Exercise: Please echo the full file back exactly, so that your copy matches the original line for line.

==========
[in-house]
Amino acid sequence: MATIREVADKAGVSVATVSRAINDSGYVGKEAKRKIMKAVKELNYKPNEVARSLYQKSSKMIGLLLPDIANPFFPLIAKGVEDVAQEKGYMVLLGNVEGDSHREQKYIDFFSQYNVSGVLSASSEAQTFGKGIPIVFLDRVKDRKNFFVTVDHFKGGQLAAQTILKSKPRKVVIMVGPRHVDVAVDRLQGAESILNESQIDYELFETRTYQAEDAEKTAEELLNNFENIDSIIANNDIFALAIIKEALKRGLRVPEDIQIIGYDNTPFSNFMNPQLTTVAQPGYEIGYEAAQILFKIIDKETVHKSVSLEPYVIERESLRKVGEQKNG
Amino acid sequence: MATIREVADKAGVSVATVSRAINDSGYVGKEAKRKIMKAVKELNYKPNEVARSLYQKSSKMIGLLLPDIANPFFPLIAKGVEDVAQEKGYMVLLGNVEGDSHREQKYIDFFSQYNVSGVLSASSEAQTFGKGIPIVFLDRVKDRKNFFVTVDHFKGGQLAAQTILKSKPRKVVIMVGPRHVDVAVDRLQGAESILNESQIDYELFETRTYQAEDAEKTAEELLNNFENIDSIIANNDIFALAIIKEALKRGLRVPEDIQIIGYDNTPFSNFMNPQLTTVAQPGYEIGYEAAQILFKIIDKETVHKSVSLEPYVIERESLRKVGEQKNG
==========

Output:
[in-house]
Amino acid sequence: MATIREVADKAGVSVATVSRAINDSGYVGKEAKRKIMKAVKELNYKPNEVARSLYQKSSKMIGLLLPDIANPFFPLIAKGVEDVAQEKGYMVLLGNVEGDSHREQKYIDFFSQYNVSGVLSASSEAQTFGKGIPIVFLDRVKDRKNFFVTVDHFKGGQLAAQTILKSKPRKVVIMVGPRHVDVAVDRLQGAESILNESQIDYELFETRTYQAEDAEKTAEELLNNFENIDSIIANNDIFALAIIKEALKRGLRVPEDIQIIGYDNTPFSNFMNPQLTTVAQPGYEIGYEAAQILFKIIDKETVHKSVSLEPYVIERESLRKVGEQKNG
Amino acid sequence: MATIREVADKAGVSVATVSRAINDSGYVGKEAKRKIMKAVKELNYKPNEVARSLYQKSSKMIGLLLPDIANPFFPLIAKGVEDVAQEKGYMVLLGNVEGDSHREQKYIDFFSQYNVSGVLSASSEAQTFGKGIPIVFLDRVKDRKNFFVTVDHFKGGQLAAQTILKSKPRKVVIMVGPRHVDVAVDRLQGAESILNESQIDYELFETRTYQAEDAEKTAEELLNNFENIDSIIANNDIFALAIIKEALKRGLRVPEDIQIIGYDNTPFSNFMNPQLTTVAQPGYEIGYEAAQILFKIIDKETVHKSVSLEPYVIERESLRKVGEQKNG